Its influence was felt throughout the worlds of art and fashion. Even publishing took it up to announce something as cutting edge and contemporary at the times. In 1984, editor Gary Fisketjon launched Vintage Contemporaries, a paperback imprint of Random House, with seven initial titles. By the end of the decade, close to a hundred books bore the Memphis Design Movement-inspired covers and spines. From its namesake logo to the book covers themselves, it's hard to deny the Memphis resemblance when looking at their color-banded spines, dot matrix accents, and “cryptic” colophon.
Karl Lagerfeld in his apartment, 1983.
Some whisper that it's the next thing that will make a comeback. And maybe it will. But it doesn't have to look just like it did the first time around.
Have you ever explored Corbett sconces? Our Spinnaker and Trance, pictured below, are our subtle homage to the Memphis Design Movement.Along with Moscato (not pictured), each carries a strong resemblance to the excited aesthetic of 80s Deco while remaining refined.
Memphis style is brash. Using those bold primary colors might feel like a step backward or too much of a statement for some. What began as an attack on bourgeois taste became, in the end, bourgeois taste. Today, with boundaries between “high” and “low” taste dissolved or even smashed, it’s easy to see how a style once seen as the height of eighties excess can become a thing to which some will just say yes. What we tried to do with pieces like Spinnaker, Trance, and Moscato is play with the same sense of geometry—circle and square and triangle—while working it both into more contemporary tastes and our wheelhouse: beautiful gold-leaf finishes, glass with a captivating sense of texture, and the visual interest that results from layering.
Is Memphis making its way back into our designer hearts?
Some argue that it never really left at all. The influence of Memphis stays relevant in today’s world through exhibits and capsule collections. Starting today, the Metropolitan Museum of Art is holding an exhibition through October 8th, 2017 for the founder of the Memphis Movement deemed “Ettore Sottsass: Design Radical.” The exhibition reevaluates Sottsass’s career, highlighting the Memphis Design Movement and his other successes.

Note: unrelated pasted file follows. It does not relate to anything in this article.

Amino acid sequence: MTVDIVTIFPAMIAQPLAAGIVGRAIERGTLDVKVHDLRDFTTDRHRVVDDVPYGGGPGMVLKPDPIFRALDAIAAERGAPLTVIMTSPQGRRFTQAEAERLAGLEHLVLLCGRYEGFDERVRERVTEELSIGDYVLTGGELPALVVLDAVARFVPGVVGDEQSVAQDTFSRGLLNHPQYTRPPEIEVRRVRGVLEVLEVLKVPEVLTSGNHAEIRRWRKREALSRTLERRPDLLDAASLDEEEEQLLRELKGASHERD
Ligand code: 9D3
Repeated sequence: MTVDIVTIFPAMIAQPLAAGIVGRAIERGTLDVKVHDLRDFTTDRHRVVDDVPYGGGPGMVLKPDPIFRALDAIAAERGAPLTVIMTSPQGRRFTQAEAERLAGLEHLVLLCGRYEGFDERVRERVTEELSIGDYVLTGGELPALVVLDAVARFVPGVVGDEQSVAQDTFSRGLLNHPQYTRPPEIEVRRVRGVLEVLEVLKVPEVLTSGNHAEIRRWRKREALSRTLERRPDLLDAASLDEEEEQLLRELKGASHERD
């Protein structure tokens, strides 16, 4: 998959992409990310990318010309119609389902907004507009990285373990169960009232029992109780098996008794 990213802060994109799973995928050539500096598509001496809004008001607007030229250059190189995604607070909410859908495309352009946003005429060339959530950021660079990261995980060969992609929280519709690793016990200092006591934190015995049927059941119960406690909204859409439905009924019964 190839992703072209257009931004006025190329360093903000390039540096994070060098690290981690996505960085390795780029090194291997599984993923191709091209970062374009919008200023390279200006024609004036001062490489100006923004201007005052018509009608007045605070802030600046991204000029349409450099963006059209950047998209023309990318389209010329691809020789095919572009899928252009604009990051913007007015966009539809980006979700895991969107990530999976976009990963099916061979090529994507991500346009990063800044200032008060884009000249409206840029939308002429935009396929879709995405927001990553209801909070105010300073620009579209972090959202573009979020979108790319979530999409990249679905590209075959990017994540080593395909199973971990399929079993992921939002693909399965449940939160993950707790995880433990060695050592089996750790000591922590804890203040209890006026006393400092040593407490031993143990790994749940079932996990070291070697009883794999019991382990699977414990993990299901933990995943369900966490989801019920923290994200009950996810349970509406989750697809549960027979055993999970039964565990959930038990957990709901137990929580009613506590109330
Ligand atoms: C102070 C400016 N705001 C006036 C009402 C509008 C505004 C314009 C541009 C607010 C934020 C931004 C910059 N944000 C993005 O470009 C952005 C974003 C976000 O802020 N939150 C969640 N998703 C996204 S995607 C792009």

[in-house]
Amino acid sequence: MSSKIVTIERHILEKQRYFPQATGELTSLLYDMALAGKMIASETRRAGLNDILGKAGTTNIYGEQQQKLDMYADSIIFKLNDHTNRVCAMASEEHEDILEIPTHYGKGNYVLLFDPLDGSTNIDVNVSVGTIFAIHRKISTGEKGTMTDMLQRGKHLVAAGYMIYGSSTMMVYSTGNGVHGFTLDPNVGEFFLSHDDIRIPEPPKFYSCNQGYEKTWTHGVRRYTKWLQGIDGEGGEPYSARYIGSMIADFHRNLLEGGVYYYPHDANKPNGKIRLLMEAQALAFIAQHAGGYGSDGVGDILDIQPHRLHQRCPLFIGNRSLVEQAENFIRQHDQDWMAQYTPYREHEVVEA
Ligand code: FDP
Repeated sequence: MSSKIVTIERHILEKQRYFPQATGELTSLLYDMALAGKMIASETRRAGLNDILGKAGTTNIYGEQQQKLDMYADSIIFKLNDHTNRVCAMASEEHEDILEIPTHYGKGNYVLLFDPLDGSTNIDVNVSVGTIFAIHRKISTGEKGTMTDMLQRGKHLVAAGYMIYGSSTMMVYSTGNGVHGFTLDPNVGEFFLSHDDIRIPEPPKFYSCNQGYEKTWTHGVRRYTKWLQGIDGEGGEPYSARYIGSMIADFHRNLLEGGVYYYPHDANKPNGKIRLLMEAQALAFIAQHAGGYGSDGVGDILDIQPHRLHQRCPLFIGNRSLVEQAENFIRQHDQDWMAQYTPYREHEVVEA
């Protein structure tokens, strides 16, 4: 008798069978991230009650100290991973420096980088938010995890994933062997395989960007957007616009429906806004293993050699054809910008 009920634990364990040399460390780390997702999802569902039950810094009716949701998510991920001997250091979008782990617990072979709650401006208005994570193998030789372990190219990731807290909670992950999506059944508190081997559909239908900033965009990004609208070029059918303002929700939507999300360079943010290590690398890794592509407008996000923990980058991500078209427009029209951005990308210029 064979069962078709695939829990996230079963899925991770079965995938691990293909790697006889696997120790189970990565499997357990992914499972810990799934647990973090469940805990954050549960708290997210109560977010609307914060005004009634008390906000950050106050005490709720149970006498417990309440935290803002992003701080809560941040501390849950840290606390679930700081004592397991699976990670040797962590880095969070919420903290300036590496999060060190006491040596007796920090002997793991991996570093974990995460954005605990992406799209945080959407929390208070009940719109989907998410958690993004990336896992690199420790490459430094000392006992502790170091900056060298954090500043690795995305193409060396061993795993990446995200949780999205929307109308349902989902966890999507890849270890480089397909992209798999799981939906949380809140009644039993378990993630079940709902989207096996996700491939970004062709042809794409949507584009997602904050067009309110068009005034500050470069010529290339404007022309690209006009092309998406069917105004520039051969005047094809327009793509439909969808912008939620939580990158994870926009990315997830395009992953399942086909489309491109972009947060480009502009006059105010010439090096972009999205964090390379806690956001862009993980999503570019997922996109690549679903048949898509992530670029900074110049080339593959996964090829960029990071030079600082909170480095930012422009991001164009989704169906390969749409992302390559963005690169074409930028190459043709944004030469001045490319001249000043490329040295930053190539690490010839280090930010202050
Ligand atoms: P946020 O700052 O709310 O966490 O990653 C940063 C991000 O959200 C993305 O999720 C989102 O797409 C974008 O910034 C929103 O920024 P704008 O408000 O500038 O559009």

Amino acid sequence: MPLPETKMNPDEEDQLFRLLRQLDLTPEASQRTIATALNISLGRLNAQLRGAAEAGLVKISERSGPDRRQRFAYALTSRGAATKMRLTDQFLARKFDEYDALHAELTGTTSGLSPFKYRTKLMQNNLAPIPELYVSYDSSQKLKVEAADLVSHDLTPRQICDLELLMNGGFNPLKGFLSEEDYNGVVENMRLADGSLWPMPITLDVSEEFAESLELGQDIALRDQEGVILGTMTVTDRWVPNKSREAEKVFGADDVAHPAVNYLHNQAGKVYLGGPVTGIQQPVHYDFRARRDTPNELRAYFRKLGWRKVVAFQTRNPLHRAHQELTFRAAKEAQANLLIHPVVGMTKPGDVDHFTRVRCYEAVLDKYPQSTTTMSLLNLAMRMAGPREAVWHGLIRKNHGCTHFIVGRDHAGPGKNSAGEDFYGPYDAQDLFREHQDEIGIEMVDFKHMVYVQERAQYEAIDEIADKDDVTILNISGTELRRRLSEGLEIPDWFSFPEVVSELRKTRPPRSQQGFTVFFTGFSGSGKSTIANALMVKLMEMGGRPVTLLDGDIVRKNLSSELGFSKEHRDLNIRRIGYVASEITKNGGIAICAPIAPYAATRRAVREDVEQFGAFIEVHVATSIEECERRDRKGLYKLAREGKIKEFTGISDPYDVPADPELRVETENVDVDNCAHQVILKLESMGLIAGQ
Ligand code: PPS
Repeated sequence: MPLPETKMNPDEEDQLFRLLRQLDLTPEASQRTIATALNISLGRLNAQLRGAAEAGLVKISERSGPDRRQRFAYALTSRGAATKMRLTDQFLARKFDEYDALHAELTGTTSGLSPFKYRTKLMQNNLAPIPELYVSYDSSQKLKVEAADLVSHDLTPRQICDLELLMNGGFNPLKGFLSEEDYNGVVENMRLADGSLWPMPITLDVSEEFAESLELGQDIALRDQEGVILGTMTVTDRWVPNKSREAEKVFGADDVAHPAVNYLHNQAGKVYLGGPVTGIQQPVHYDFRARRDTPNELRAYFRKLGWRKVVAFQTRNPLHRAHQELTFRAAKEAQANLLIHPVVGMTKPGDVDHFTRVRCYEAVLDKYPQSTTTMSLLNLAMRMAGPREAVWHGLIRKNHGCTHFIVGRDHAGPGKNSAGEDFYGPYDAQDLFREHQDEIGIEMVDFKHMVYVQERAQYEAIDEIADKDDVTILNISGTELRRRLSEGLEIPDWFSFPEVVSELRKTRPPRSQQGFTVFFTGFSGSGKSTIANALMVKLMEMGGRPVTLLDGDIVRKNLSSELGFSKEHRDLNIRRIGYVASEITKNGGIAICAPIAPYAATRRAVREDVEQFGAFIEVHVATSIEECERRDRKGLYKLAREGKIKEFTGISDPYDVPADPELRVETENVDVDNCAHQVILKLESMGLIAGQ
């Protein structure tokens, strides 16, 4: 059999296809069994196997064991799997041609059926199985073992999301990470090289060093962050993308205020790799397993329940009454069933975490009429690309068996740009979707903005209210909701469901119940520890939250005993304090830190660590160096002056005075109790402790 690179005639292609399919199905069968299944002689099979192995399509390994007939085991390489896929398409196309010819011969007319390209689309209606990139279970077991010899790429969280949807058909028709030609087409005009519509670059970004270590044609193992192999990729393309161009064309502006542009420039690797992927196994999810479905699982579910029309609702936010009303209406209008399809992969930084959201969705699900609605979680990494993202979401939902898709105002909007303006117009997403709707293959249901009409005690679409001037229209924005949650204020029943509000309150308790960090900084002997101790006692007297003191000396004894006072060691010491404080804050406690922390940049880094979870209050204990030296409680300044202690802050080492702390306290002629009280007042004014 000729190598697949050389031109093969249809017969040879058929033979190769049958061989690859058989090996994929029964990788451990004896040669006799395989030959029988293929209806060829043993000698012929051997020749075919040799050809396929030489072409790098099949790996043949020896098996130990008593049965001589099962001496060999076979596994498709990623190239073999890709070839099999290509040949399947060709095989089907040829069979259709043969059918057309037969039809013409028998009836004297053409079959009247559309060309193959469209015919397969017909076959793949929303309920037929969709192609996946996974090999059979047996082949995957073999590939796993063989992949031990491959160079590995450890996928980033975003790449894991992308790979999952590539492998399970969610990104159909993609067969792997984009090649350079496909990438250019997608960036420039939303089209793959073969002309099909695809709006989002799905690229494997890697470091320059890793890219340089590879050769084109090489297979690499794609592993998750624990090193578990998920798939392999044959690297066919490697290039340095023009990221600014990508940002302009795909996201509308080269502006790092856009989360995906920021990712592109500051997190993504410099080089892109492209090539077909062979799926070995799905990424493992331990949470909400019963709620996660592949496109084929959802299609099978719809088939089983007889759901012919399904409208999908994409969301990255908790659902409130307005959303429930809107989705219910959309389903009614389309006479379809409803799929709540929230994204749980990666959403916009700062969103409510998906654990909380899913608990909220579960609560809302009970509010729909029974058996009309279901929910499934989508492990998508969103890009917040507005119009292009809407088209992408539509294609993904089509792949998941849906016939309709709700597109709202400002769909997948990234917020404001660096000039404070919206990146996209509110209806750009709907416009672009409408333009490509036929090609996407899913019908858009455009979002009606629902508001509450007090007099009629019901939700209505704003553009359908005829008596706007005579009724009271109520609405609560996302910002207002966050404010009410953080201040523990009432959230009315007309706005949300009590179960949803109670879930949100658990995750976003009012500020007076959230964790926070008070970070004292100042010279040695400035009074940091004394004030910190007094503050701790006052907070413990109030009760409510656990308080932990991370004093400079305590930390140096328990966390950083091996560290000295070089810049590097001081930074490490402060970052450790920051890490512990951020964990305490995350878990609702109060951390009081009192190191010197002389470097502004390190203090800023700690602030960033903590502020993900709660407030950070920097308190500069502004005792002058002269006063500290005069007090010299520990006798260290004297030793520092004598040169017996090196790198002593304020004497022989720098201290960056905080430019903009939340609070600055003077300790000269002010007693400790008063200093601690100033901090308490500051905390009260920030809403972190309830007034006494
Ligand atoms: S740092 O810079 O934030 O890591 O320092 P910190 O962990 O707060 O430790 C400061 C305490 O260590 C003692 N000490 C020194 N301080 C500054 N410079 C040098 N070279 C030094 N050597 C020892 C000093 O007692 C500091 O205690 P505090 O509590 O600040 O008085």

Fashion designer Christian Dior and apparel company American Apparel both dabbled with some 80s deco flare. Dior’s 2011 Fall/Winter collection was all about Memphis Design, inspired by each piece created in the original 1981 debut.
Nathalie du Pasquier, a founding member of The Memphis Movement, collaborated with American Apparel in 2014:
Don’t doubt the Memphis resurgence goes beyond fashion; Coming Soon New York, a furniture/lifestyle company established in 2013, has a very 80s Deco energy throughout every product page, specifically spotted with its Saucer Vase. Other examples of influence can be found in these notebooks or with these young designers curated by NY Mag.
Anyone who has seen Stranger Things or listened to some recent pop music knows eighties aesthetics are back in a big way. Along with other bold forms and colors from the 80s, the Memphis Design Movement continues to appear in eclectic ways, adapted to feel contemporary, proving it an essential influence in the design world. We think Sottsass would be pleased.
Explore more Memphis influence with our Pinterest board, Memphis Movement.
Header Image from ArtNews.com